The refuge in Astorga was in a 16thC stone and wood building so everything creaked! When someone walked on the upstairs floors it sounded as though there were workmen up there and even the wooden beds creaked whenever someone turned over. We left the refuge at 6h45 and used my head-waist flashlight to see the way to the next town. Sunrise is closer to 8am now and we walk under brilliant stars for about an hour. After having a cafe at the next village we walked on to Santa Catlina where we had planned to spend the night but it was quite early so we decided to walk on to the next village. Santa Catalina had about 4 different cafe-bars to choose from and a pretty main street starting at one end and exiting the other. As we were leaving we saw the albergue sign and decided to have a look. It was up a short alley and as we entered the garden I had another deja-vu moment. Clare and Georgette will remember the strange little town we arrived at where we sat on the pavement waiting for the refuge to open. There was nobody about and even the only bar in town couldn't tell us when the refuge would open. Eventually a kid on a bike arrived and opened the albergue. The yard was in a real mess so we and a couple of other pilgrims picked up all the garbage and tidied up a bit. There was no food to be had in the village so we sat under a little overhang and boiled water for our packet soup. What a change in 5 years - the growth in popularity of the camino has resulted in the regeneration of many villages along the way.
From Santa Catlina we walked on to El Ganso where we were expecting to sleep on the floor in a very primitive albergue but a new refuge has opened this year and we were the first three pilgrims to arrive on her doorstep. We had a three-bed room to ourselves with an en suit shower and toilet. What a pleasure! El Ganso has the most photographed bar on the whole camino - it is called the Cowboy Bar and even plays country and western music.
We only had 17kms to walk so we left a little later than usual. Our first stop was at Rabanal - a well-known and popular place for pilgrims to stay. Then we walked on to Foncebadon, the abandoned village which in 2002 looked like something from a Western movie set with dilapidated houses falling down, the wind moaning through broken rafters and tumbleweed rolling through the dust. It now sports two albergues a cafe bar and a restaurant! I couldn't believe it and was horrified by all the electricity poles with wires hanging everywhere.
Two kms further on was the Cruz de Ferro - a very tall iron cross with an enormous pile of stones at its base which is said to have started in the middle ages as a pagan stake with a stone pile to show travellers the way. In 2002 we left stones there for Hansie Cronje who had died in the planes crash the day before. This time we climbed the huge pile and I left my stone, brought from the Durban beachfront.
We then walked on to Manjarin, another abandoned village occupied about 20 years by Tomas Martinez le Paz who was visited in a dream by the angel Michael, left his job and home and founded a pilgrim refuge in a broken down building on the side of the road. There were storm clouds brewing on our way there and when we arrived, two adult men were having a violent fisty-cuff in the outside courtyard. We were a bit taken aback and sat quietly waiting for the hospitalero to attend to us. We learned that Tomas's aunt had died and he was away attending the funeral. A young man showed us where we would sleep - in a disused barn with mattresses on the floor - two people to a mattress. There were cats, dogs, turkeys gobbling, chickens crowing and even a cow penned across the road. There is no running water, no WC and no electricity so it was the closest thing one could get to a medieval pilgrim refuge. Tomas arrived back in the afternoon and we helped carry things inside as the rain came down. I gave him the painting and the photo album and he was really chuffed with both. The young people there cooked our dinner and we all sat at a long table - about 10 of us - eating in lamplight. I helped wash up and then we found our way to bed.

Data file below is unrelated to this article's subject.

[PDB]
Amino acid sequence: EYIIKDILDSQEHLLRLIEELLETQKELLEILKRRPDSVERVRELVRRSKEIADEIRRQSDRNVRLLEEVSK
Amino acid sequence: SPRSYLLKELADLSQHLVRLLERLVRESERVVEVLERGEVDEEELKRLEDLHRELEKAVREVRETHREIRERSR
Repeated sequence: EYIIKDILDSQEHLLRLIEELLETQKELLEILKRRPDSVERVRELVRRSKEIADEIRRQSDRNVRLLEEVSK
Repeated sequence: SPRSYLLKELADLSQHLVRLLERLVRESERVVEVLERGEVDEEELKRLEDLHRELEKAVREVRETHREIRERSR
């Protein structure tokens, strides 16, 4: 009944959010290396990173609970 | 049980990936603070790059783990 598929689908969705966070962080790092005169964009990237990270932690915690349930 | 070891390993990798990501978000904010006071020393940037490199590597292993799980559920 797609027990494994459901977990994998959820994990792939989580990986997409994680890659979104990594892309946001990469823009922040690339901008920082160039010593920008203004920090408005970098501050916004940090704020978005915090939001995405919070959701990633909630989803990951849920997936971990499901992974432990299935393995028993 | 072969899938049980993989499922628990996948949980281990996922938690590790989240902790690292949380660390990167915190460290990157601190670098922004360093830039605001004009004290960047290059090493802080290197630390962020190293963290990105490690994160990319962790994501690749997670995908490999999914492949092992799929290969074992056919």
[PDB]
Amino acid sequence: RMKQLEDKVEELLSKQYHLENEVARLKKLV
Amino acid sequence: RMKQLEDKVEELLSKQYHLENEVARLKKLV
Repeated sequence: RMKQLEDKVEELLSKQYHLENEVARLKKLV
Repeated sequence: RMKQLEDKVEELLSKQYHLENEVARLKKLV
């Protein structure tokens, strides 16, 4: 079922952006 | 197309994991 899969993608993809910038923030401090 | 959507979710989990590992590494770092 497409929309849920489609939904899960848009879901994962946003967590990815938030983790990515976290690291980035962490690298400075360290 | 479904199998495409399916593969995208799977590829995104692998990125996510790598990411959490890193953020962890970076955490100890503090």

We had a good sleep in Tomas's barn last night and we were on the road by 7h15 this morning. The scenery was spectacular - the best on the whole camino says the guidebook. We reached the highest point of the camino at 1500m and stood singing the 'Hills are alive with the sound of music' while I took a short video of the scenery. The hills are covered in Heather and Erica and lots of broom and other fynbos type plants. From the highest point we started coming down on a very rough shale path all the way to el Acebo, a village tucked into the lee of the mountain. There is a bicycle fixed to a pedestal outside El Acebo, which is in honour of a woman who died there in 2005.
From El Acebo we walked on to Molinaseca and had a lovely hot chocolate at a cafe bar. On the way out we peeped into the albergue where Georgette, Clare and I slept on mattresses in the kitchen in 2002!
We arrived in Ponferrada at about 2:30pm and booked into the albergue here. It is a huge albergue and sleeps almost 200 people. The whole place is run on a donation basis. A Swedish religious group sponsors it. Marion and I walked into town to have a look at the castle (Joy-belle, you will remember the castle from 2004) and also to buy food for supper, which we made in the refuge kitchen. It had started to rain again but we were able to have our washing dried in a tumble dryer for 3 euro, which is a great help.
Tomorrow we will walk to Villafranca del Bierzo where I want us to stay at Ave Fenix, another rather basic refuge with Jesus Jato and his family. We just hope that it doesn't rain as our plastic ponchos are already coming apart at the seams.
Only three more days walking till Finn arrives and then we will stretch the last week out as much as possible.
Love to all,
S A M